CAS  Article  PubMed  Google Scholar 

  5. 5.

    Miller KM, Foster NC, Beck RW, Bergenstal RM, DuBose SN, DiMeglio LA, et al. Current state of type 1 diabetes treatment in the U.S.: updated data from the T1D exchange clinic registry. Diabetes Care. 2015;38(6):971–8. https://doi.org/10.2337/dc15-0078.

    Article  PubMed  Google Scholar 

  6. 6.

    Snyder LL, Stafford JM, Dabelea D, Divers J, Imperatore G, Law J, et al. Socio-economic, demographic, and clinical correlates of poor glycaemic control within insulin regimens among children with type 1 diabetes: the SEARCH for diabetes in youth study. Diabet Med. 2019;36(8):1028–36. https://doi.org/10.1111/dme.13983.

    CAS  Article  PubMed  PubMed Central  Google Scholar 

  7. 7.

    Johns C, Faulkner MS, Quinn L. Characteristics of adolescents with type 1 diabetes who exhibit adverse outcomes. Diabetes Educ. 2008;34(5):874–85. https://doi.org/10.1177/0145721708322857.

    Article  PubMed  PubMed Central  Google Scholar 

  8. 8.

    Borschuk AP, Everhart RS. Health disparities among youth with type 1 diabetes: a systematic review of the current literature. Fam Syst Health. 2015;33(3):297–313. https://doi.org/10.1037/fsh0000134.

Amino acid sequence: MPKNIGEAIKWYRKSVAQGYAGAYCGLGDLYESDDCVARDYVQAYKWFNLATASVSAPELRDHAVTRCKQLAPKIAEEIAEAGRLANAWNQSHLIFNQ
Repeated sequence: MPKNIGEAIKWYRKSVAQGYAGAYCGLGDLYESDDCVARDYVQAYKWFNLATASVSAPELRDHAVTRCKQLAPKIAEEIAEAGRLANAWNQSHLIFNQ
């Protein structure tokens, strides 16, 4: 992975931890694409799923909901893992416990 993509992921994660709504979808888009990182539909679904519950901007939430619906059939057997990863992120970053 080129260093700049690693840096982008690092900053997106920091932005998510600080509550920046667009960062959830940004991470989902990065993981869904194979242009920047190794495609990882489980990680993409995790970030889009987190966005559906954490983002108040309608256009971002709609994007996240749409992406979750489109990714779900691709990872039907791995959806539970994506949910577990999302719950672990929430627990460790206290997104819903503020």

Article  PubMed  Google Scholar 

  9. 9.

    Willi SM, Miller KM, DiMeglio LA, Klingensmith GJ, Simmons JH, Tamborlane WV, et al. Racial-ethnic disparities in management and outcomes among children with type 1 diabetes. Pediatrics. 2015;135(3):424–34. https://doi.org/10.1542/peds.2014-1774.

    Article  PubMed  PubMed Central  Google Scholar 

  10. 10.

    Gallegos-Macias AR, Macias SR, Kaufman E, Skipper B, Kalishman N. Relationship between glycemic control, ethnicity and socioeconomic status in Hispanic and white non-Hispanic youths with type 1 diabetes mellitus. Pediatr Diabetes. 2003;4(1):19–23. https://doi.org/10.1034/j.1399-5448.2003.00020.x.

    Article  PubMed  Google Scholar 

  11. 11.

    Redondo MJ, Libman I, Cheng P, Kollman C, Tosur M, Gal RL, et al. Racial/ethnic minority youth with recent-onset type 1 diabetes have poor prognostic factors. Diabetes Care. 2018;41(5):1017–24. https://doi.org/10.2337/dc17-2335.

    CAS  Article  PubMed  Google Scholar 

  12. 12.

    Majidi S, Wadwa RP, Bishop FK, Klingensmith GJ, Rewers M, McFann K, et al. The effect of insurance status and parental education on glycemic control and cardiovascular disease risk profile in youth with type 1 diabetes. J Diabetes Metab Disord. 2014;13(1):59. https://doi.org/10.1186/2251-6581-13-59.

    Article  PubMed  PubMed Central  Google Scholar 

  13. 13.

    Secrest AM, Costacou T, Gutelius B, Miller RG, Songer TJ, Orchard TJ. Associations between socioeconomic status and major complications in type 1 diabetes: the Pittsburgh epidemiology of diabetes complication (EDC) study. Ann Epidemiol. 2011;21(5):374–81. https://doi.org/10.1016/j.annepidem.2011.02.007.

    Article  PubMed  PubMed Central  Google Scholar 

  14. 14.